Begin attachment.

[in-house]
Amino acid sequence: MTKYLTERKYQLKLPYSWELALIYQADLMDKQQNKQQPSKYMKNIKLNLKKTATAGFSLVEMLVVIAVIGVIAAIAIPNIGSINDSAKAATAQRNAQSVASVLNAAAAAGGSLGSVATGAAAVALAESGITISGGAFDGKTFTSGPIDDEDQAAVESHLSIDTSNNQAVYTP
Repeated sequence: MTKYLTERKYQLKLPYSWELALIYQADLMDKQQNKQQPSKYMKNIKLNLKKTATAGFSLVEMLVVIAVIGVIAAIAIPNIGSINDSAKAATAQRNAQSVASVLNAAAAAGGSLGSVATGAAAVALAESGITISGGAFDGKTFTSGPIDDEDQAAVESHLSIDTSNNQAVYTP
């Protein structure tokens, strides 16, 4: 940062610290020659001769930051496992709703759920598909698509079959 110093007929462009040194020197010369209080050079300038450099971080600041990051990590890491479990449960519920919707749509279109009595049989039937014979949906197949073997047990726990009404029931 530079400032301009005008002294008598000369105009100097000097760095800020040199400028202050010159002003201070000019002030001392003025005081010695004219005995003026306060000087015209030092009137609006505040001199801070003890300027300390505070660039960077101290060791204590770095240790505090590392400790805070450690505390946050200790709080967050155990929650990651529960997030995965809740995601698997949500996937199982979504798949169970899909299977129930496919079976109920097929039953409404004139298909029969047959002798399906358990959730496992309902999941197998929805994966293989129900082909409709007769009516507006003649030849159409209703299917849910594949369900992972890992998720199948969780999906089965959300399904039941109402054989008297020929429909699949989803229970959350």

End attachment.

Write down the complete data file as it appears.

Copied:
[in-house]
Amino acid sequence: MTKYLTERKYQLKLPYSWELALIYQADLMDKQQNKQQPSKYMKNIKLNLKKTATAGFSLVEMLVVIAVIGVIAAIAIPNIGSINDSAKAATAQRNAQSVASVLNAAAAAGGSLGSVATGAAAVALAESGITISGGAFDGKTFTSGPIDDEDQAAVESHLSIDTSNNQAVYTP
Repeated sequence: MTKYLTERKYQLKLPYSWELALIYQADLMDKQQNKQQPSKYMKNIKLNLKKTATAGFSLVEMLVVIAVIGVIAAIAIPNIGSINDSAKAATAQRNAQSVASVLNAAAAAGGSLGSVATGAAAVALAESGITISGGAFDGKTFTSGPIDDEDQAAVESHLSIDTSNNQAVYTP
């Protein structure tokens, strides 16, 4: 940062610290020659001769930051496992709703759920598909698509079959 110093007929462009040194020197010369209080050079300038450099971080600041990051990590890491479990449960519920919707749509279109009595049989039937014979949906197949073997047990726990009404029931 530079400032301009005008002294008598000369105009100097000097760095800020040199400028202050010159002003201070000019002030001392003025005081010695004219005995003026306060000087015209030092009137609006505040001199801070003890300027300390505070660039960077101290060791204590770095240790505090590392400790805070450690505390946050200790709080967050155990929650990651529960997030995965809740995601698997949500996937199982979504798949169970899909299977129930496919079976109920097929039953409404004139298909029969047959002798399906358990959730496992309902999941197998929805994966293989129900082909409709007769009516507006003649030849159409209703299917849910594949369900992972890992998720199948969780999906089965959300399904039941109402054989008297020929429909699949989803229970959350």